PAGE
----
'AndThen'? Typo or am I missing something?

;-)

--
Herfried K. Wagner
MVP · VB Classic, VB.NET
http://www.mvps.org/dotnet

Nov 20 '05 #6

P: n/a
Cor
Herfried,
Yes I too find these operators not nice Herfried,
In Dutch there is a proverbial: That is grist for his mill.
:-))
Cor
Nov 20 '05 #7

P: n/a
Hello,

"Cor" <no*@non.com> schrieb:
Yes I too find these operators not nice Herfried,
In Dutch there is a proverbial: That is grist for his mill.


'AndAlso' and 'OrElse' -- IMO very nice. I would have liked 'And' and 'Or'
as logical operators and 'BitAnd' and 'BitOr' as bitwise operators, but they
changed that in the Beta.

--
Herfried K. Wagner
MVP · VB Classic, VB.NET
http://www.mvps.org/dotnet
Nov 20 '05 #8

P: n/a
Cor
Hi Herfried,
When the names where "BitAnd" and "BitOr" I would never argue about it.
Cor
Nov 20 '05 #9

P: n/a
Hello,

"Cor" <no*@non.com> schrieb:
When the names where "BitAnd" and "BitOr" I would
never argue about it.


You vote for 'Bit'x operators too?

;-)

--
Herfried K. Wagner
MVP · VB Classic, VB.NET
http://www.mvps.org/dotnet
Nov 20 '05 #10

P: n/a
Cor
Hi Herfried,
Of course, first of all, which VB programmer uses those really often.

We always agree that the natural language prefers, I seldom say "en ook" do
you say often "und auch" ?

That renaming bitwise operators had been a good sollution. And fits to the
theorie of natural language. Bitwise is not a part of the natural language
and for that you can create a new word.

Cor
Nov 20 '05 #11

P: n/a
Hello,

"Cor" <no*@non.com> schrieb:
Of course, first of all, which VB programmer uses those really
often.
The bitwise operators or the logical operators?
We always agree that the natural language prefers, I
seldom say "en ook" do you say often "und auch" ?
In German, "und" has the meaning of "und auch".
That renaming bitwise operators had been a good sollution.
And fits to the theorie of natural language. Bitwise is not
a part of the natural language and for that you can create
a new word.


That's exactly what I think.

--
Herfried K. Wagner
MVP · VB Classic, VB.NET
http://www.mvps.org/dotnet
Nov 20 '05 #12

P: n/a
Everyone who replied,

Thanks for the assistance! After a little trial and error, everything works
great now!

Jim
"Peter Huang [MSFT]" <v-******@online.microsoft.com> wrote in message
news:O9**************@cpmsftngxa06.phx.gbl...
Hi James,
Hmmm... So the All = in #1 below would use the 'Or' versus the 'Xor'? Yes.
Does a standard Or make ALL a unique ENUM?

Yes.
The value of ALL will be &H7F in #1
Or is that doing something slightly
different in VB, than in the C#?

I think they are same in the bitwise operation.

You may check the link belwo for more information.

Used to perform a logical disjunction on two Boolean expressions, or
bitwise disjunction on two numeric values..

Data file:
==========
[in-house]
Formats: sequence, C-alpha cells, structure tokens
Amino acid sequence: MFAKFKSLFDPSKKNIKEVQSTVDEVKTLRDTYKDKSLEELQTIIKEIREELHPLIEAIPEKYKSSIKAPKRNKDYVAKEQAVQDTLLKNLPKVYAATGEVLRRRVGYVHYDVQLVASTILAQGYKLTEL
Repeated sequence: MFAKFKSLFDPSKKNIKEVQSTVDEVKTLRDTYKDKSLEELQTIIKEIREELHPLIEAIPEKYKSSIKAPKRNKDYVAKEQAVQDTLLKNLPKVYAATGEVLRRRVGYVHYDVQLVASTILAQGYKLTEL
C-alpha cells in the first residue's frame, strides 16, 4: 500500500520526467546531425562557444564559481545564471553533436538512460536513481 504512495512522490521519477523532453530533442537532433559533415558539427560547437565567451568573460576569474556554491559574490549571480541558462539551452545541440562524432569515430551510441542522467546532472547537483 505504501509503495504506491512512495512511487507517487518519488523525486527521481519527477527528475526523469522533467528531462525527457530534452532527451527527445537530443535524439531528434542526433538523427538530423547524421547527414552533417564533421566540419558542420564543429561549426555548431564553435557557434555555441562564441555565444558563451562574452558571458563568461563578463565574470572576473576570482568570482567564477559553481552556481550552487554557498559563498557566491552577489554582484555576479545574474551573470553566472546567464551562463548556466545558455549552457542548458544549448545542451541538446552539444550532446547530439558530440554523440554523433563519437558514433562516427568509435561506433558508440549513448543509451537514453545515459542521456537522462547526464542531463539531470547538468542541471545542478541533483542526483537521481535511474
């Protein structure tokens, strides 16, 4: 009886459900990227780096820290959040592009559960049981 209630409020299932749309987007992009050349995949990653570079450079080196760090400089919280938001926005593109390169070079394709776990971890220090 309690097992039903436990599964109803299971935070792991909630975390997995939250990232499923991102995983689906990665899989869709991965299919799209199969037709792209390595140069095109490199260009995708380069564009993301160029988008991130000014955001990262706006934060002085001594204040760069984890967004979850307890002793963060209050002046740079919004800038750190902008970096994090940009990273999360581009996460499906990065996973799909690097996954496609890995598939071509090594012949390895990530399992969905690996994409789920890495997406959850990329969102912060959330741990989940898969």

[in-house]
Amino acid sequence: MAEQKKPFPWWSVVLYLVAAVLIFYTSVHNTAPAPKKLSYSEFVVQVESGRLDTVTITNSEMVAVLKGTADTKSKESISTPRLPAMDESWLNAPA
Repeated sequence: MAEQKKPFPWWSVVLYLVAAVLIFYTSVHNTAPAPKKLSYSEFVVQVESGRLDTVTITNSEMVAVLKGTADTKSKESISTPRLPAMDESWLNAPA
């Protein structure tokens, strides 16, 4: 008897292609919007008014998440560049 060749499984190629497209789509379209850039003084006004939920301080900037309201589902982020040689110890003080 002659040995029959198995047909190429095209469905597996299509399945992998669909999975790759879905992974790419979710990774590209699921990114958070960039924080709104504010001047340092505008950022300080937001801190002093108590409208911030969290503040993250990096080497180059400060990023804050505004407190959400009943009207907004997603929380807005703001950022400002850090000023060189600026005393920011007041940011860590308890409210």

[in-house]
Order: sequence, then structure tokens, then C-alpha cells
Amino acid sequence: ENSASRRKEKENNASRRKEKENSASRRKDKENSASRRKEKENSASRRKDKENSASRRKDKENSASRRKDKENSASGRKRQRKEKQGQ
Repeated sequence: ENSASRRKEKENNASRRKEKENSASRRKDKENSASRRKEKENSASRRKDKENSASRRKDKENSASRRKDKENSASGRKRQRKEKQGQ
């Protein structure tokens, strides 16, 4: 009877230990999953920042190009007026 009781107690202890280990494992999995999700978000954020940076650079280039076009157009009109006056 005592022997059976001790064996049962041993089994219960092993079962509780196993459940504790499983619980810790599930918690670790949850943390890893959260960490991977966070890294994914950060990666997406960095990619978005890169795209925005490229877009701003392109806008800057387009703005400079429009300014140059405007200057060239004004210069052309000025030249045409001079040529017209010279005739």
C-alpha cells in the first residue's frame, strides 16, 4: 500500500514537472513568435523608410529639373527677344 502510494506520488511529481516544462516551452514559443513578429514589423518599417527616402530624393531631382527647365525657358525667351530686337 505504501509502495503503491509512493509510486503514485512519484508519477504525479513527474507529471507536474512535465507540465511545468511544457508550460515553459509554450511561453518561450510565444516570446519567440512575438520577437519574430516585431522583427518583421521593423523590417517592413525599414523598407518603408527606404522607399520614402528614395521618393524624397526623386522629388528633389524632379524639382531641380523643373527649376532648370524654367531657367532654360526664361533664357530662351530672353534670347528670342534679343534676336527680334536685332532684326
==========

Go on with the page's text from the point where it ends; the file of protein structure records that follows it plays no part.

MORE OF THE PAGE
http://msdn.microsoft.com/library/de...us/vblr7/html/ vaopror.asp

Binary | operators are predefined for the integral types and bool. For
integral types, | computes the bitwise OR of its operands. For bool
operands, | computes the logical OR of its operands; that is, the result is false if and only if both its operands are false.
http://msdn.microsoft.com/library/de...us/csref/html/ vclrfBarOperator.asp

Dis this answer the questions?

Regards,
Peter Huang
Microsoft Online Partner Support
Get Secure! www.microsoft.com/security
This posting is provided "as is" with no warranties and confers no rights.

--------------------
Reply-To: "James Radke" <jr*****@wi.rr.com>
From: "James Radke" <jr*****@wi.rr.com>
References: <ub**************@TK2MSFTNGP11.phx.gbl>

<uW**************@TK2MSFTNGP09.phx.gbl>
Subject: Re: Convert C# bitwise operators to VB - How?
Date: Thu, 18 Sep 2003 17:02:47 -0500
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Xref: cpmsftngxa06.phx.gbl microsoft.public.dotnet.languages.vb:139201
X-Tomcat-NG: microsoft.public.dotnet.languages.vb

Tom,

Hmmm... So the All = in #1 below would use the 'Or' versus the 'Xor'? Does
a standard Or make ALL a unique ENUM? Or is that doing something slightly
different in VB, than in the C#?

I will try it! Thanks for the assist.......

Jim
"Tom Spink" <th**********@ntlworld.com> wrote in message
news:uW**************@TK2MSFTNGP09.phx.gbl...
Hi James,

1:

<Flags(), Serializable()> _
Public Enum CardType
MasterCard = &H1
VISA = &H2
Amex = &H4
DinersClub = &H8
enRoute = &H10
Discover = &H20
JCB = &H40
Unknown = &H80
All = MasterCard Or VISA Or Amex Or DinersClub Or enRoute Or Discover
Or
JCB
End Enum

2:

If (_cardTypes And CardType.Amex) = CardType.Amex Then
' Amex is present
End If

--
HTH,
-- Tom Spink, Über Geek

Please respond to the newsgroup,
so all can benefit

"Maybe it's a game called 'Punish the User'"
"James Radke" <jr*****@wi.rr.com> wrote in message
news:ub**************@TK2MSFTNGP11.phx.gbl...
: Hello,
:
: I found some code that I could use in my application on the web, but
itis
: written in C#, and I would like to convert it to VB. And I am having
: problems with one section. Is there anyone that could tell me how to
: convert these two things?
:
: 1)
:
: [Flags, Serializable]
: public enum CardType
: {
: MasterCard = 0x0001,
: VISA = 0x0002,
: Amex = 0x0004,
: DinersClub = 0x0008,
: enRoute = 0x0010,
: Discover = 0x0020,
: JCB = 0x0040,
: Unknown = 0x0080,
: All = CardType.Amex | CardType.DinersClub | CardType.Discover |
: CardType.Discover |
: CardType.enRoute | CardType.JCB | CardType.MasterCard |

CardType.VISA : }
:
:
: I understand how to do the ENUM, but I don't understand what the

values are?
: They seem like some kind of bit settings and I don't know how to do

that.
:
: 2.)
:
: if (_cardTypes & CardType.Amex)!=0)
:
: where _cardTypes I believe contains some bitwise combination of the
: CardTypes from above.....
:
: Thanks for any help!
:
: Jim
:
:


Nov 20 '05 #13

P: n/a
Hi Herfried, Cor,

'AndThen' is how I think of 'AndAlso', which is somewhat awkward English